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Sprain reflect torment with avant-grade virtue on the benchmark The Lamb As Effigy

"The Lamb As Effigy"

Release date: 01 September 2023
Sprain The Lamb As Effigy cover
01 September 2023, 09:00 Written by Noah Barker

Cede yourself to the current, and it will belong to you.

Whatever that figures into the cosmic scale of sound is a mystery; sometimes it includes letting a good idea run its course and bow out for euthanasia when it should, but at other times, the idea is the beginning of some long con. Each track on Sprain’s masterstroke sophomore record The Lamb As Effigy opens with a genealogy of sound unbeholden to what tortured entity it will grow into. Ideas and noise palettes sift minute-by-minute, sometimes 25 minutes per track, until Sprain decides the song has died. It results not in pretentious rattling with misappropriated openings, but in unbound creativity, an avant-garde wave crashing into itself in increasingly more profound ways.

Subversion is the key militaristic tactic on this record; the opening track “Man Proposes, God Disposes” sets a well-laid trap of an expectation. Its galloping, angular groove and prophetic poetry evolve into raucous instrument-breaking and collapse on themselves multiple times, as if it's a wounded animal struggling with the concept that it should stay grounded. The pounding dread of the following “Reiterations” presents a melodic tilt in a brash format; one has to crawl through a mile of barbed wire to get to the gentle strings bringing one to rest as the track concludes. The expectations of no-wave and noise rock, while being prodded so far with scrupulous intent, are at this point in the tracklist obliged to dissipate entirely.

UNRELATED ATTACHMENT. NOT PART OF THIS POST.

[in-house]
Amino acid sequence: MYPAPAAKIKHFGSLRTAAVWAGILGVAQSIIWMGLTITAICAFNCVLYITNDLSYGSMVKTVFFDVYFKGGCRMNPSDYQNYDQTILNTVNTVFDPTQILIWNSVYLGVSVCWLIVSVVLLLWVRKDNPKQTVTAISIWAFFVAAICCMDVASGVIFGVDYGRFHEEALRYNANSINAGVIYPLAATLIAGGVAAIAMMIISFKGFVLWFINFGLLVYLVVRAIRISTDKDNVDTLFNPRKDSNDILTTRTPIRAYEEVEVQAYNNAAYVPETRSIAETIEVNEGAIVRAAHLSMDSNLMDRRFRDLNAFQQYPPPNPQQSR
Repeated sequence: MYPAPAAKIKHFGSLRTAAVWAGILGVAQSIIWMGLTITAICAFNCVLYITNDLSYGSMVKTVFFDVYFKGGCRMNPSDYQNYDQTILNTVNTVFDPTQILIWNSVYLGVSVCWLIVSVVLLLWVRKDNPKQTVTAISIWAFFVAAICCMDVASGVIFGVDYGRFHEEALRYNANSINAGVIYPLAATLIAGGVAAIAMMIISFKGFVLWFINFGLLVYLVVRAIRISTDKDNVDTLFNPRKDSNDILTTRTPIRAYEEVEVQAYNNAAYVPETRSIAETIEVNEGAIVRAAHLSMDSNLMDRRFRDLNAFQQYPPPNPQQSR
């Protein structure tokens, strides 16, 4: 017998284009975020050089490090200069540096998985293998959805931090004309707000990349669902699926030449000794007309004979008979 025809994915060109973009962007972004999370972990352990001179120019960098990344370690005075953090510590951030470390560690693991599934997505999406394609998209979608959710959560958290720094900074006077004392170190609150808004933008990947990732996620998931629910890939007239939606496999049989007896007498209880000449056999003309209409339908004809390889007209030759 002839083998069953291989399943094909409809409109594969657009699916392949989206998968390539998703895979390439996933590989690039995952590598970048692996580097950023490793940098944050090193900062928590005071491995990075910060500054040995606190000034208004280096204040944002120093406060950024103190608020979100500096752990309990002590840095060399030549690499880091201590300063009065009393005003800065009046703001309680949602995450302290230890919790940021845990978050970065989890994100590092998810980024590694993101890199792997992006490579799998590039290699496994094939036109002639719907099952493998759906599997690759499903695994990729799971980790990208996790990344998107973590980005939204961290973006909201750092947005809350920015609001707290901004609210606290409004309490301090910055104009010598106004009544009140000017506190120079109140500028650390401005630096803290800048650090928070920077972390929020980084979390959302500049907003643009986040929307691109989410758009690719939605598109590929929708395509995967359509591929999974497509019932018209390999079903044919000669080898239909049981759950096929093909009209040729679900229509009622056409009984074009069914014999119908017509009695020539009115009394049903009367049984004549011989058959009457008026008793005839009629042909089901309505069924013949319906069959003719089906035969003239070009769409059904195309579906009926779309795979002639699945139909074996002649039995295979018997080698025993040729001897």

“Privilege of Being” presents the first of many droning moments on the record, one who’s ornate hell of a sound palette gains more texture with every listen. Strings teeter on the edge of glass and ear-piercing noise interjects with delicacy. Existential pain is evident as a theme not just from the astonishing, literary lyrics, but also from the fact that the noise can run so shrill that at points it can be physically painful to hear- at any volume. “Margin for Error,” the 24-minute centerpiece, begins as an orgasmic organ drone, but climaxes for the last 10 of its minutes with wailing siren guitars and crashing cymbals. At one point, I remarked to myself that I really enjoyed the ringing instrument at the top of the mix; it was only later that I realized my ears had been ringing and had assumed it was part of the piece.

Twin ballads “The Commercial Nude” and “The Reclining Nude” convert acoustic guitars and pianos, respectively, into instruments of unyielding tension. Oftentimes notes will reverberate alone to an extent of time just north of discomforting; one wonders if the band knows they’re still here, as if the listener is hearing something they’re not privy to. The climaxes and structures of each track are ironclad in their satisfaction yet languorous. The closer “God, or Whatever You Call It” descends for its 12-minute second half into acapella shouting and crying, until the final revelry of noise closes the track. It gives off the impression that the songs as they are may not be some conclusive characterization of an idea, but a moment in their time the listener is let into.

Whether or not one finds value in this record is dependent on how interesting that comes across. Getting nothing out of art does not mean it's ‘bad’ art, as, a selection of the time, nothing can be the end goal. Like the colour of white, so much can be crashing around the idle ears of the listener that it results in an empty tranquility, a composite of everything into nothing. There is an electricity in bearing witness to these tracks that can only be articulated while gauging the breadth of their cinematic, painful majesty for oneself. As standard structure and conventions of popular music peel off and drift away like flakes of dead skin, what the artist is left with is the undercurrent. Cede yourself to the noise and the destruction belongs to you, and all the requisite beauty thereafter.

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